Since we learned the news of Usama bin Laden's death on May 1, there's been a debate about whether we should have tried to bring the terror mastermind back to the United States -- alive. I agree with Texas Congressman Ron Paul, we should not have killed Bin Laden if at all possible. 

Having spent years in the mental health field I have read almost every psychological evaluation available about Adolf Hitler. Much of the research on Hitler was done before he killed himself with Eva Braun in his bunker. There were psychological profiles done on the Nazi leader and former German chancellor for years after his death as well. 

As PET scanners and fMRI tests became available later in the 20th Century, I couldn't help but wonder what Hitler's brain would have looked like under a scanner.

Admittedly, even if we had been able to bring Bin Laden back alive and in put him in a cell it might not have been legal to put him under a scanner without his permission. However, the world might be a safer place in the future if we could have understood the anatomy and physiology of his brain. Some of the people who have been under these scanners have taught us a lot about criminal and violent minds.

While Bin Laden did not personally kill people himself he planned and ordered the deaths of thousands of Americans and others around the world. 

We know he got some kind of kick watching himself on TV and then allowing a videotape to be made of him watching himself. This is an interesting fact on its own showing he got something out being "Dr. Evil."

And on Friday we learned that Bin Laden also had an extensive pornography stash in his Pakistan compound. Although, to be honest, officials have not been about to confirm if it belonged specifically to him or if he even viewed it. 

Nevertheless, let's assume the porn collection was his and that he did spend time viewing it. Now his brain becomes even more interesting especially since certain types of pornography and violence can be linked together. 

The medical documentation for violent and criminal minds continues to grow. Marina Nakic, a post doctoral fellow in the lab of Dr. Jordan Grafman found that viewing violent images is enough to activate the prefrontal cortex. 

Other studies have focused on the amount of Serotonin in the brain as it relates to violence and willingness to fight. The University of Cambridge in England found that anti-social children have less Cortisol when they are in stressful situations. In most of us it increases with stress and in these kids with a specific personality disorder the body produced less of the hormone.

Another study found that psychopath's brains were different in brain scans. A team from King's College in London found a structure in the brain, the uncinate fasiculus, is different in psychopaths than in normal people.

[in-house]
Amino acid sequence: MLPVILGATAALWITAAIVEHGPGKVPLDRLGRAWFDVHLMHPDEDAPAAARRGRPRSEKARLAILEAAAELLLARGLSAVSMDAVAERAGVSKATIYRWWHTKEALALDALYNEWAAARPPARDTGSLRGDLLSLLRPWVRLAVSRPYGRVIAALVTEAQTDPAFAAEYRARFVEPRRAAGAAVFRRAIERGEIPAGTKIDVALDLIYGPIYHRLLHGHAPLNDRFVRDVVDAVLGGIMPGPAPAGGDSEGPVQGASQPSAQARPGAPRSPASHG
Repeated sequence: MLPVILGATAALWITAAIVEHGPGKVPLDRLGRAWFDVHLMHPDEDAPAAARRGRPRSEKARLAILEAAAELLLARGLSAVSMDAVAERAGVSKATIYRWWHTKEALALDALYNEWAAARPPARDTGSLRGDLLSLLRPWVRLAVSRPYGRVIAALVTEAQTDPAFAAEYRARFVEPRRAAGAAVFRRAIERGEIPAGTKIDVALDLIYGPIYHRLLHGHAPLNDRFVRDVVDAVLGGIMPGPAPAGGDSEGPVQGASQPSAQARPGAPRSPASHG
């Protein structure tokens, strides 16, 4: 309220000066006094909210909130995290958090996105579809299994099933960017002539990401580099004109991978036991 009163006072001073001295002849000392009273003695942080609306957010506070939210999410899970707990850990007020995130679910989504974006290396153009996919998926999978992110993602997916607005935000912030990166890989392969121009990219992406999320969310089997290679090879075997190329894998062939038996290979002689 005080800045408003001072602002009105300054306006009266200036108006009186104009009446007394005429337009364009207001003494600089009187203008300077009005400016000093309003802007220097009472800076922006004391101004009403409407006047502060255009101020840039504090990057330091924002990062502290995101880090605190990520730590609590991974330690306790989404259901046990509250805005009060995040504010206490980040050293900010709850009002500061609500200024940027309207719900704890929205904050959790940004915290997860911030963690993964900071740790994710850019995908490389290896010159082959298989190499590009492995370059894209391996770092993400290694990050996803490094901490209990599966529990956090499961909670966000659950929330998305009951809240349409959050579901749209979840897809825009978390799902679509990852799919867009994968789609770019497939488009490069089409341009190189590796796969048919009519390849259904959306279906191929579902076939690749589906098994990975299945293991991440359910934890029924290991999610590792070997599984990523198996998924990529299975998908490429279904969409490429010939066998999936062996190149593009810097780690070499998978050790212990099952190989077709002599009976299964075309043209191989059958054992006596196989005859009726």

James Fallon, a scientist whose great-grandfather was killed in 1667 for murdering his mother and was related to the alleged killer Lizzie Borden found that the brains of killers have an less than active orbital cortex. His did as well, but he was not a killer, he just studied them. What made him become a researcher and not a killer in an area that also needs more study. It is a major unanswered question.

Other researchers have found a link between Traumatic Brain Injury and criminal behavior. Was Bin Laden possibly dropped on his head by one of his parents or caregivers during his childhood? Did he and his many brothers engage in "horse play" that might have caused brain damage? No one knows, and with his brain becoming fish food, our answers are lost forever. 

We could have learned valuable information about one of the most dangerous criminal minds ever, and now only the Arabian Sea contains the answers.

Ellen Ratner is a Fox News contributor and Washington bureau chief for Talk Radio News Service.

Ellen Ratner joined Fox News Channel as a contributor in October 1997. Currently, Ratner serves as chief political correspondent and news analyst for "Talk Radio News Service" where she analyzes events, reports breaking news, and provides lively interviews with newsmakers in government and entertainment. She is founder of "Goats for the Old Goat." Over the last three years, donations have been made to acquire goats for liberated slaves who were returning to South Sudan. More than 7,000 goats have been donated to the people of South Sudan to provide sustainable sustenance for their families and a means to begin their lives again.